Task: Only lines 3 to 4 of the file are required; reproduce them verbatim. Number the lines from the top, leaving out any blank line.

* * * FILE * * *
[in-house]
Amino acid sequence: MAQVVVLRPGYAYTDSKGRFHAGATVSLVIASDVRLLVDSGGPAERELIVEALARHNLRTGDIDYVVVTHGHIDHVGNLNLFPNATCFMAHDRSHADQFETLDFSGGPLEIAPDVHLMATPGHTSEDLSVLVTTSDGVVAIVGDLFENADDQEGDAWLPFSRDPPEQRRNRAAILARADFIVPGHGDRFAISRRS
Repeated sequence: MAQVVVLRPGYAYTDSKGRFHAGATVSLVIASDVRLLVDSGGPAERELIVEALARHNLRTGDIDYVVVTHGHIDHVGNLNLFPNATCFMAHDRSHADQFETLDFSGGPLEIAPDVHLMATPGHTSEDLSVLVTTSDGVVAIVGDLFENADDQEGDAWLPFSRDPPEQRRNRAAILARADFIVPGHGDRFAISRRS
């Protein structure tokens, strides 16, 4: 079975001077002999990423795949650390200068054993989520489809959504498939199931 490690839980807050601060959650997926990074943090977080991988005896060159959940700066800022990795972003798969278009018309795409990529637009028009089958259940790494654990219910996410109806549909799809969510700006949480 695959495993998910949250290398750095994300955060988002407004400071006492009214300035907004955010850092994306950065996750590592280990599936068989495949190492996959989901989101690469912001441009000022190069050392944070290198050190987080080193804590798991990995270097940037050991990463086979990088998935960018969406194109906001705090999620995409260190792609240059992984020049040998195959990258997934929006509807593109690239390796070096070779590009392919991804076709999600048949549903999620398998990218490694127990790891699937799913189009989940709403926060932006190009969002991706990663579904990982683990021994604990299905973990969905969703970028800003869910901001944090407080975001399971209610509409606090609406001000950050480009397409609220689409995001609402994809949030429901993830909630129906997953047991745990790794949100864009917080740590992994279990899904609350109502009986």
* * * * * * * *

Repeated sequence: MAQVVVLRPGYAYTDSKGRFHAGATVSLVIASDVRLLVDSGGPAERELIVEALARHNLRTGDIDYVVVTHGHIDHVGNLNLFPNATCFMAHDRSHADQFETLDFSGGPLEIAPDVHLMATPGHTSEDLSVLVTTSDGVVAIVGDLFENADDQEGDAWLPFSRDPPEQRRNRAAILARADFIVPGHGDRFAISRRS
């Protein structure tokens, strides 16, 4: 079975001077002999990423795949650390200068054993989520489809959504498939199931 490690839980807050601060959650997926990074943090977080991988005896060159959940700066800022990795972003798969278009018309795409990529637009028009089958259940790494654990219910996410109806549909799809969510700006949480 695959495993998910949250290398750095994300955060988002407004400071006492009214300035907004955010850092994306950065996750590592280990599936068989495949190492996959989901989101690469912001441009000022190069050392944070290198050190987080080193804590798991990995270097940037050991990463086979990088998935960018969406194109906001705090999620995409260190792609240059992984020049040998195959990258997934929006509807593109690239390796070096070779590009392919991804076709999600048949549903999620398998990218490694127990790891699937799913189009989940709403926060932006190009969002991706990663579904990982683990021994604990299905973990969905969703970028800003869910901001944090407080975001399971209610509409606090609406001000950050480009397409609220689409995001609402994809949030429901993830909630129906997953047991745990790794949100864009917080740590992994279990899904609350109502009986």